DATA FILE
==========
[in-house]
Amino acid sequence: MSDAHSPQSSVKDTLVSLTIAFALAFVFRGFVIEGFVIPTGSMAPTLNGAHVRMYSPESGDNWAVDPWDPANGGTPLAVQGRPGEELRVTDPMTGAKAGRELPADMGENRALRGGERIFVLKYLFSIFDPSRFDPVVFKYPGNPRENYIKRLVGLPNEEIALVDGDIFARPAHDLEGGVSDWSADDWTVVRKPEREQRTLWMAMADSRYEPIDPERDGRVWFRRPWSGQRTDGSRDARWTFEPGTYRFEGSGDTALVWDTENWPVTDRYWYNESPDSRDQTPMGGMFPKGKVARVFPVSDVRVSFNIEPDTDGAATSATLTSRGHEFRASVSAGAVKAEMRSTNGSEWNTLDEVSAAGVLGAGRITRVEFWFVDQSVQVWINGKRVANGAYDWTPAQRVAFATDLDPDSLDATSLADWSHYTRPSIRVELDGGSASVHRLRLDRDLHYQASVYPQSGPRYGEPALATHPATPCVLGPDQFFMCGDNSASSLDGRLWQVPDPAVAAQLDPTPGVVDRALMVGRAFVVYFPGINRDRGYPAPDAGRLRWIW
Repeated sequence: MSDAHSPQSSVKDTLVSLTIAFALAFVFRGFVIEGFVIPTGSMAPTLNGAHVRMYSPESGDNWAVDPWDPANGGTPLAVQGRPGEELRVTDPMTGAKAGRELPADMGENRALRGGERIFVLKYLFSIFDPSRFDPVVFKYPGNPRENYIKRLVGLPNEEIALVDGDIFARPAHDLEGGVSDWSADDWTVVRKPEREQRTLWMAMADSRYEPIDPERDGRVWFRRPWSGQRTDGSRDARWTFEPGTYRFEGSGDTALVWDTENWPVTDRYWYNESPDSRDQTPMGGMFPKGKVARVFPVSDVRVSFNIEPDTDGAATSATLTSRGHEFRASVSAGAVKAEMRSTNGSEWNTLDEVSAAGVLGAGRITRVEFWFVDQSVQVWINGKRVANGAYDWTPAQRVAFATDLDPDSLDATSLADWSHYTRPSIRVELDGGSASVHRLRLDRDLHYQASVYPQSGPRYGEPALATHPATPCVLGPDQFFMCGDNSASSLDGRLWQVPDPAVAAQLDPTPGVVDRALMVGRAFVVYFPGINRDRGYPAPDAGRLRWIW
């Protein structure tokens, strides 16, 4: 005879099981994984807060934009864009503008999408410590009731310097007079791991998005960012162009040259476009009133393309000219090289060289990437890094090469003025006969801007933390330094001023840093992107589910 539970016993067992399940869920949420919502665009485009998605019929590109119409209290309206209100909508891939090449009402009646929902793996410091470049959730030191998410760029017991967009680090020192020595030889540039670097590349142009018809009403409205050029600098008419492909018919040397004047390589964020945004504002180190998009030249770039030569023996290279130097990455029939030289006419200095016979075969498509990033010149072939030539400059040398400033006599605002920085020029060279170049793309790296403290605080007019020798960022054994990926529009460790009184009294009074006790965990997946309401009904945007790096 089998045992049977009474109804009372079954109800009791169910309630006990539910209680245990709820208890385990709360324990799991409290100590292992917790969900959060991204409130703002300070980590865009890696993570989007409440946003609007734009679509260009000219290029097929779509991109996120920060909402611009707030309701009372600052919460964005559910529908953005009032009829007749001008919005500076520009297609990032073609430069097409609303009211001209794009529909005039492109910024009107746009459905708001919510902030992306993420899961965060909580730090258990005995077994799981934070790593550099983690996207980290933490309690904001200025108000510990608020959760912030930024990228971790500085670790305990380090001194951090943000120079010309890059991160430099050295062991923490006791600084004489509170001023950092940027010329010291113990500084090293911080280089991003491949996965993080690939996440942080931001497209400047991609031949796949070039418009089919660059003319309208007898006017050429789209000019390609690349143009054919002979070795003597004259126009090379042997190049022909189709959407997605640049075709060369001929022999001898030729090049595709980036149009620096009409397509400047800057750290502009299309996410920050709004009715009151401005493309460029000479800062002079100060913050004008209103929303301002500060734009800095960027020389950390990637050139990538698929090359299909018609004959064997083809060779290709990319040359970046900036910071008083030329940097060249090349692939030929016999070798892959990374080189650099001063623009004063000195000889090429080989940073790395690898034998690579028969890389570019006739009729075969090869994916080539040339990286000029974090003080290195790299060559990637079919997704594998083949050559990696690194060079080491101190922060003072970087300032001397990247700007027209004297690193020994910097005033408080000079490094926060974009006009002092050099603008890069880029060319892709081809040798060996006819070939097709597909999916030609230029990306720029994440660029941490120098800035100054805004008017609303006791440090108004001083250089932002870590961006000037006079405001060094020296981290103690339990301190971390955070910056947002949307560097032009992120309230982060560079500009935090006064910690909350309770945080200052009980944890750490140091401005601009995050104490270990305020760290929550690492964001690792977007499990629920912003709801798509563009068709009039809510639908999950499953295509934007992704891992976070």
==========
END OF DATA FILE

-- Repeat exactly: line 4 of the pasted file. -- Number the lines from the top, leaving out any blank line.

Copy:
């Protein structure tokens, strides 16, 4: 005879099981994984807060934009864009503008999408410590009731310097007079791991998005960012162009040259476009009133393309000219090289060289990437890094090469003025006969801007933390330094001023840093992107589910 539970016993067992399940869920949420919502665009485009998605019929590109119409209290309206209100909508891939090449009402009646929902793996410091470049959730030191998410760029017991967009680090020192020595030889540039670097590349142009018809009403409205050029600098008419492909018919040397004047390589964020945004504002180190998009030249770039030569023996290279130097990455029939030289006419200095016979075969498509990033010149072939030539400059040398400033006599605002920085020029060279170049793309790296403290605080007019020798960022054994990926529009460790009184009294009074006790965990997946309401009904945007790096 089998045992049977009474109804009372079954109800009791169910309630006990539910209680245990709820208890385990709360324990799991409290100590292992917790969900959060991204409130703002300070980590865009890696993570989007409440946003609007734009679509260009000219290029097929779509991109996120920060909402611009707030309701009372600052919460964005559910529908953005009032009829007749001008919005500076520009297609990032073609430069097409609303009211001209794009529909005039492109910024009107746009459905708001919510902030992306993420899961965060909580730090258990005995077994799981934070790593550099983690996207980290933490309690904001200025108000510990608020959760912030930024990228971790500085670790305990380090001194951090943000120079010309890059991160430099050295062991923490006791600084004489509170001023950092940027010329010291113990500084090293911080280089991003491949996965993080690939996440942080931001497209400047991609031949796949070039418009089919660059003319309208007898006017050429789209000019390609690349143009054919002979070795003597004259126009090379042997190049022909189709959407997605640049075709060369001929022999001898030729090049595709980036149009620096009409397509400047800057750290502009299309996410920050709004009715009151401005493309460029000479800062002079100060913050004008209103929303301002500060734009800095960027020389950390990637050139990538698929090359299909018609004959064997083809060779290709990319040359970046900036910071008083030329940097060249090349692939030929016999070798892959990374080189650099001063623009004063000195000889090429080989940073790395690898034998690579028969890389570019006739009729075969090869994916080539040339990286000029974090003080290195790299060559990637079919997704594998083949050559990696690194060079080491101190922060003072970087300032001397990247700007027209004297690193020994910097005033408080000079490094926060974009006009002092050099603008890069880029060319892709081809040798060996006819070939097709597909999916030609230029990306720029994440660029941490120098800035100054805004008017609303006791440090108004001083250089932002870590961006000037006079405001060094020296981290103690339990301190971390955070910056947002949307560097032009992120309230982060560079500009935090006064910690909350309770945080200052009980944890750490140091401005601009995050104490270990305020760290929550690492964001690792977007499990629920912003709801798509563009068709009039809510639908999950499953295509934007992704891992976070």